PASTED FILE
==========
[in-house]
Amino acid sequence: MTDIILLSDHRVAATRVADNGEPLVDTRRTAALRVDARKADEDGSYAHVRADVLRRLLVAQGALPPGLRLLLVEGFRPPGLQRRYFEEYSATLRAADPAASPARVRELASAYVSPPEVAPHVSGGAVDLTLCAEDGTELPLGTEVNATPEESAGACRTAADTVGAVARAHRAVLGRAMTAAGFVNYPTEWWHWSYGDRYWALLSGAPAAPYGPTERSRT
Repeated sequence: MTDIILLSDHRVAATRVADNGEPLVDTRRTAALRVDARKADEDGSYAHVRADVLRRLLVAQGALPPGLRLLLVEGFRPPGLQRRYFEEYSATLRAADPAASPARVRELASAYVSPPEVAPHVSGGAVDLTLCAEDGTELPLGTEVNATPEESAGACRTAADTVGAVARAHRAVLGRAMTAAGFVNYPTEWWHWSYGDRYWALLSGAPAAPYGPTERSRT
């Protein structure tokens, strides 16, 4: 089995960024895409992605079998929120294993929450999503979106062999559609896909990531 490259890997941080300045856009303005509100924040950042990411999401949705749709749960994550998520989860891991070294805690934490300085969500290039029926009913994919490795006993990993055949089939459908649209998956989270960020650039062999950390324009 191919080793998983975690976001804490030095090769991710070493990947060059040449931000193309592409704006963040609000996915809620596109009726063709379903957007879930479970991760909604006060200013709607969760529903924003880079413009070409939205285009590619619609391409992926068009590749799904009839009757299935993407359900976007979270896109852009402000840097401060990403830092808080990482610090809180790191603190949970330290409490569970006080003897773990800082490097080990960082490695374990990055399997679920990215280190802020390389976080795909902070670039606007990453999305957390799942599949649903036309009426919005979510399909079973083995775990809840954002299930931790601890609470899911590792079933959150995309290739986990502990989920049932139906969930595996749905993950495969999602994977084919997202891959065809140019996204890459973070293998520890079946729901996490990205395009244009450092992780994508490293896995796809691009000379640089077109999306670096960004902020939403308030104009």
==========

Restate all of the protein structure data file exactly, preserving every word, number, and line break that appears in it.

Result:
[in-house]
Amino acid sequence: MTDIILLSDHRVAATRVADNGEPLVDTRRTAALRVDARKADEDGSYAHVRADVLRRLLVAQGALPPGLRLLLVEGFRPPGLQRRYFEEYSATLRAADPAASPARVRELASAYVSPPEVAPHVSGGAVDLTLCAEDGTELPLGTEVNATPEESAGACRTAADTVGAVARAHRAVLGRAMTAAGFVNYPTEWWHWSYGDRYWALLSGAPAAPYGPTERSRT
Repeated sequence: MTDIILLSDHRVAATRVADNGEPLVDTRRTAALRVDARKADEDGSYAHVRADVLRRLLVAQGALPPGLRLLLVEGFRPPGLQRRYFEEYSATLRAADPAASPARVRELASAYVSPPEVAPHVSGGAVDLTLCAEDGTELPLGTEVNATPEESAGACRTAADTVGAVARAHRAVLGRAMTAAGFVNYPTEWWHWSYGDRYWALLSGAPAAPYGPTERSRT
């Protein structure tokens, strides 16, 4: 089995960024895409992605079998929120294993929450999503979106062999559609896909990531 490259890997941080300045856009303005509100924040950042990411999401949705749709749960994550998520989860891991070294805690934490300085969500290039029926009913994919490795006993990993055949089939459908649209998956989270960020650039062999950390324009 191919080793998983975690976001804490030095090769991710070493990947060059040449931000193309592409704006963040609000996915809620596109009726063709379903957007879930479970991760909604006060200013709607969760529903924003880079413009070409939205285009590619619609391409992926068009590749799904009839009757299935993407359900976007979270896109852009402000840097401060990403830092808080990482610090809180790191603190949970330290409490569970006080003897773990800082490097080990960082490695374990990055399997679920990215280190802020390389976080795909902070670039606007990453999305957390799942599949649903036309009426919005979510399909079973083995775990809840954002299930931790601890609470899911590792079933959150995309290739986990502990989920049932139906969930595996749905993950495969999602994977084919997202891959065809140019996204890459973070293998520890079946729901996490990205395009244009450092992780994508490293896995796809691009000379640089077109999306670096960004902020939403308030104009």